National Accounts: Data are broadly adequate for surveillance, but there have been concerns about the reliability and consistency of quarterly GDP estimates among a wide range of users, including Fund staff. This may point inter alia to lags in the revision schedule of the various data formats. The Federal State Statistics Service (Rosstat) started a national accounts development plan for 2011–17, which will expedite compilation of quarterly GDP estimates consistent with annual GDP estimate. The introduction of methodological changes in the compilation of important indicators without releasing backward revisions of the series on a timely basis also impaired economic analysis. However, a historical revision of the industrial production index was released in July 2010. Consistent with the new series, a historical revision of the annual and quarterly GDP series, incorporating the results of the 2006 agriculture census as well as methodological improvements, was made in the third quarter of 2010.

The Rosstat in general follows the 1993 SNA, although scope exists for methodological improvements in the calculations of volume measures of the production-based GDP estimates, including estimates of the output of financial intermediation services indirectly measured (FISIM). The imputed rental services of owner-occupied dwellings are undervalued. Improvements in the coverage of source data are constrained by an inadequate response to business surveys. The unavailability of balance sheet data continues to be an obstacle for analyzing balance sheet vulnerabilities.

Price statistics: Data are broadly adequate for surveillance, but time series analyses involving detailed CPI components are a challenge to perform because of limited time series data on CPI weights. Monthly CPI and PPI, both compiled using the Two-State (Modified) Laspeyres (2000=100), cover all regions of the Russian Federation. In addition to the general CPI index, Rosstat also publishes indices for foodstuffs, non-food products, and services. Since September 2010, the Rosstat has also published price indices broken down according to the Classification of Individual Consumption According to Purpose (COICOP) on a monthly basis. Detailed CPI weight data have been made available in the publication Prices in Russia beginning in 1995 and on the Rosstat website beginning in 2006. Since 2009, detailed consumer expenditure data, used as the basis to develop the CPI weights, are posted on Rosstat’s website annually. Earlier data on detailed household expenditures have been published in the following publications: Prices in Russia 2004 and Prices in Russia 2006. Detailed PPI weight data are published on the Rosstat website for 2006–2011; and detailed data on total annual sales, which are used to develop weights for the PPI, are also published by economic activity on the website under the Entrepreneurship section, industrial subsection. However, the detailed weights are available only on the Russian version of the website, making it less accessible by users. Further efforts to improve the treatment of seasonal items in the core inflation index and a new household budget survey—which has been under consideration for some time—could significantly strengthen data quality.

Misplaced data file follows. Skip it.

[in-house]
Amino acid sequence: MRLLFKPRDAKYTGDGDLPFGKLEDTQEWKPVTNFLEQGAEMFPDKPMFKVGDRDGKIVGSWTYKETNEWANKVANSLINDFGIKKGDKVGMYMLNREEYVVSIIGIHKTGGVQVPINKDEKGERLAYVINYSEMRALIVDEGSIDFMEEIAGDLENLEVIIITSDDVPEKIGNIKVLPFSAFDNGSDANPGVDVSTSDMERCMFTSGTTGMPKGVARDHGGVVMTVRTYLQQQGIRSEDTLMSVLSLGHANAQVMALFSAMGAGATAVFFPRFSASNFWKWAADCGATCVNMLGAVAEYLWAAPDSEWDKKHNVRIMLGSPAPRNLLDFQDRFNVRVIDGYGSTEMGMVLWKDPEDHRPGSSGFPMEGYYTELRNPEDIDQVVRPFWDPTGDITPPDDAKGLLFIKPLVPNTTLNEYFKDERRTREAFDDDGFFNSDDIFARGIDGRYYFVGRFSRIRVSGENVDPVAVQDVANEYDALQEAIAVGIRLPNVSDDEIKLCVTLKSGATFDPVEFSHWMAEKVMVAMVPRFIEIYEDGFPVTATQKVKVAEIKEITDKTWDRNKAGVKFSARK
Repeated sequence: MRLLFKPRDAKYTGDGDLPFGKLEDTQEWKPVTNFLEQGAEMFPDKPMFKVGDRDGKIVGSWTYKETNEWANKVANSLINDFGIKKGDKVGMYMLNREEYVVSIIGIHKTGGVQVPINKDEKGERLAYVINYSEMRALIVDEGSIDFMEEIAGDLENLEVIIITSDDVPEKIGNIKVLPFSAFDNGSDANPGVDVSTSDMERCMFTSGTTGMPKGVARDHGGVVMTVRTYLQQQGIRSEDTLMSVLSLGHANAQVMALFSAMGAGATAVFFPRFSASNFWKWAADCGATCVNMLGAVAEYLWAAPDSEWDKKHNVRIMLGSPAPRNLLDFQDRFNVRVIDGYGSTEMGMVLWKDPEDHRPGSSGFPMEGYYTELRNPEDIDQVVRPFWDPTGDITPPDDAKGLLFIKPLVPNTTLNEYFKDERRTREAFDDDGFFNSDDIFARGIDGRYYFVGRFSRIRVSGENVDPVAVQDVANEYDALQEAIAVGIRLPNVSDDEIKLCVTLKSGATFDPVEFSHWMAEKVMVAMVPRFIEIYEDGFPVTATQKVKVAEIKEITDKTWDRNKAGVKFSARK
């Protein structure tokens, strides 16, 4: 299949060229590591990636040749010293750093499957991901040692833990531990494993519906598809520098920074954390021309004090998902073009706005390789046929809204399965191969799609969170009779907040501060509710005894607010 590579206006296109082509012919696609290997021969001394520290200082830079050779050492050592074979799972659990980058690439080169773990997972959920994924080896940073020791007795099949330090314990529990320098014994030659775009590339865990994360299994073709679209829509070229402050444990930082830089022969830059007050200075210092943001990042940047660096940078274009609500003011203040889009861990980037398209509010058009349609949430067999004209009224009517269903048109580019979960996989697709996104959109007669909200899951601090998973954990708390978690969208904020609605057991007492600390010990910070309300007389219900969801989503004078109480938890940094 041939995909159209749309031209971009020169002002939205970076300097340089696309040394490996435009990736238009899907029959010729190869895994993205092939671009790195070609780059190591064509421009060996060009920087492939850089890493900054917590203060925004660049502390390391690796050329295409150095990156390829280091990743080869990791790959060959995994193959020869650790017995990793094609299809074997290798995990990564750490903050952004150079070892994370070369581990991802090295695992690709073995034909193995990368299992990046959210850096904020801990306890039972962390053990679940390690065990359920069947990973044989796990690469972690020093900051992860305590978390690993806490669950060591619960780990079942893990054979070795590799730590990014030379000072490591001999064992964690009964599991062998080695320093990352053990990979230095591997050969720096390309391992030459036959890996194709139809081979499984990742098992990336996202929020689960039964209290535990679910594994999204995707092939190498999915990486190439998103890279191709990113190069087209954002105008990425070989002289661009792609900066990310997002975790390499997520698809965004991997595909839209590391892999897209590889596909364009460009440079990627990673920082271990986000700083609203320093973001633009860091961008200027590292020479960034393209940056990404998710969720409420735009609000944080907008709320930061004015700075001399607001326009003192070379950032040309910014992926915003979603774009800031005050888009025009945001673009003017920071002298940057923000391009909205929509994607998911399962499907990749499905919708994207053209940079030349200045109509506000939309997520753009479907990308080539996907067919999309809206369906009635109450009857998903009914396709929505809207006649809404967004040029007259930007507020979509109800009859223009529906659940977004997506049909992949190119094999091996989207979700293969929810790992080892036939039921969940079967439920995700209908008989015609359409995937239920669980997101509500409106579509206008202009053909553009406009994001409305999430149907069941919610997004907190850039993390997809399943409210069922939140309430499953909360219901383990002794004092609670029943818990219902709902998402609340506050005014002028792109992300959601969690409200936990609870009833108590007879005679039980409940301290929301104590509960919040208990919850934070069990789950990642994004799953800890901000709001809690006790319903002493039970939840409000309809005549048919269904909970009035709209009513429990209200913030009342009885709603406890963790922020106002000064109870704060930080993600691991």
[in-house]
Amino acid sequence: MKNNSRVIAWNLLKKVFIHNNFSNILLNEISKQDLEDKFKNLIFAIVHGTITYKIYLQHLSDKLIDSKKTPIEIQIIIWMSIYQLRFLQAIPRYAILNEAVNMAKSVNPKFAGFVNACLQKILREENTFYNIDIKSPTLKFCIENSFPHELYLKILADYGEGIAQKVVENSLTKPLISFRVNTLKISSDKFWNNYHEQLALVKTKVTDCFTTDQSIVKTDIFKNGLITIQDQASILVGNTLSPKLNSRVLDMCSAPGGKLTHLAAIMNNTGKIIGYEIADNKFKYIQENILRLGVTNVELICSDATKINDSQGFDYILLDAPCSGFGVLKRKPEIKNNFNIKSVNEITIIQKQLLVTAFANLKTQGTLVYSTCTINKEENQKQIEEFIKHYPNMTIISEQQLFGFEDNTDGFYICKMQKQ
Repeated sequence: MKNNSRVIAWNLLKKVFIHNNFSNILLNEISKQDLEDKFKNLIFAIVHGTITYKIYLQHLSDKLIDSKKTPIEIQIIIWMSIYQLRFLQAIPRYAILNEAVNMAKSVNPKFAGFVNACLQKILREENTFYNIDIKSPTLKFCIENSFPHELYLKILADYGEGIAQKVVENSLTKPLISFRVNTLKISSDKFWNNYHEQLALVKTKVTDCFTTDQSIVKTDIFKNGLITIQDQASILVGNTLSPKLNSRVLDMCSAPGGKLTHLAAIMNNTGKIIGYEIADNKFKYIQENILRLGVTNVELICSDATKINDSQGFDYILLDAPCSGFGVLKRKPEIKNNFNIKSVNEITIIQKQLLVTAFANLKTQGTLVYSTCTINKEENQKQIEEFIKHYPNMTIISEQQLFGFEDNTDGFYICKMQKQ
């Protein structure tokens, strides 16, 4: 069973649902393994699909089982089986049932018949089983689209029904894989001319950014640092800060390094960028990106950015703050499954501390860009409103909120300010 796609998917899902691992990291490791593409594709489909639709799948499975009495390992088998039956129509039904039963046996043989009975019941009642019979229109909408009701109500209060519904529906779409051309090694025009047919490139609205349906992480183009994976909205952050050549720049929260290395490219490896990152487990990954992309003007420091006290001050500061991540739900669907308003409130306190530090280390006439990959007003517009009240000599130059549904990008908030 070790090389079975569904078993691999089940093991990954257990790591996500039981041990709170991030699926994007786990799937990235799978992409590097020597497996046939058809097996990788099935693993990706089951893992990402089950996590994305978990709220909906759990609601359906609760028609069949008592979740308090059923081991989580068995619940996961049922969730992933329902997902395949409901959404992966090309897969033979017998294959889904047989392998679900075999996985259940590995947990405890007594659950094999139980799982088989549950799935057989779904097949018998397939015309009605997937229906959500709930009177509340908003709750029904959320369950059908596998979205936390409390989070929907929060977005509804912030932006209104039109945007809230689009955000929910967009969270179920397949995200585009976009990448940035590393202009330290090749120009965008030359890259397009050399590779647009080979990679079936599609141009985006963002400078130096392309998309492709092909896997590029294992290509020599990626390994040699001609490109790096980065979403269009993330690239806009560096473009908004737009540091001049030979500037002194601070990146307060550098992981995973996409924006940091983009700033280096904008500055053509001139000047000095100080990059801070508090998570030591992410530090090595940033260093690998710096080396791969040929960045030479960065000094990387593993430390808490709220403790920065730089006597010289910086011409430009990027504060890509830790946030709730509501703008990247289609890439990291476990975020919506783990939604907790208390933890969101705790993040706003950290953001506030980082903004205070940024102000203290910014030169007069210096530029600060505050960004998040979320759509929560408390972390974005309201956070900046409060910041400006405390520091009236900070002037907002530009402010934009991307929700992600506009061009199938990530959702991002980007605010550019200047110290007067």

Government finance statistics: For surveillance purposes, the timeliness and level of detail of the data disseminated can be improved. Since July 2010, data on the economic classification of expenditures are published on a monthly basis with a lag of about 1½ months, but problems with consistent historical data still remain. The data on functional classification of expenditure and financing differ from international standards. Historical data on the maturity structure of domestic and external federal debt are not published, except the most recent observation available through SDDS. Monthly data on the size and composition of ruble guarantees are not available prior to 2011. Historical monthly data on foreign currency debt are not available prior to 2009, though quarterly data are available since 2006. In addition, there is no integrated debt monitoring and reporting system. Reconciliation of different datasets of fiscal statistics (budget execution, cash flow statement, GFSM 2001 format, SDDS) is difficult. The website where fiscal statistics are disseminated can be made more user friendly by consolidating all statistical links in a dedicated data dissemination page, available both in Russian and in English, and supplementing the data with relevant definitions, description of compilation methodology, and relevant analytical materials. The authorities are working to address the recommendations of the 2010 ROSC Data Module Update.

Monetary statistics: Since July 2008, the Central Bank of Russia (CBR) provides to the IMF, in the MFSM-recommended format for the surveys, summarized data on (i) the Central Bank Survey, (ii) the Other Depository Corporations Survey, (iii) the Depository Corporations Survey, (iv) the Other Financial Corporation Survey (data cover insurance companies and private pension funds), and (v) the Financial Corporations Survey (data cover the banking system, insurance companies, and private pension funds). In the context of the recent financial crisis, analysis of balance sheet effects has been hindered by a lack of comparable data on the currency and maturity breakdown of banking-sector assets and liabilities. Adoption of data reporting in full detail of the framework for Standardized Report Forms (SRFs), as recommended by an STA mission in 2007, would provide information on the currency and instrument breakdowns of the banking sector assets and liabilities. Starting in July 2010, the CBR includes in the Surveys the breakdown of positions by currency.

External sector statistics: While balance of payments data are broadly adequate for surveillance, and significant improvements have been made to enhance data quality, there remains scope for improving the coverage of certain components of the current, capital, and financial accounts. Improving the detail of supplemental data on the financial account would facilitate the analysis of relatively complex flows. The balance of payments is compiled according to the framework of the Fund’s Balance of Payments Manual, fifth edition (BPM5) and the CBR is actively implementing the recommendations of the BPM6. Partial data from a variety of sources are supplemented by the use of estimates and adjustments to improve data coverage. In particular, the CBR makes adjustments to merchandise import data published by the Federal Customs Service to account for “shuttle trade,” smuggling, and undervaluation. Statistical techniques are also used to estimate transactions and positions of foreign-owned enterprises with production sharing agreements, and these techniques are continuously being improved. At the same time, Russian compilers are seeking to reconcile their data with those of partner countries. Improvements have been made in the coverage and quality of surveys on direct investment, and the CBR is participating in the Fund’s Coordinated Direct Investment Survey.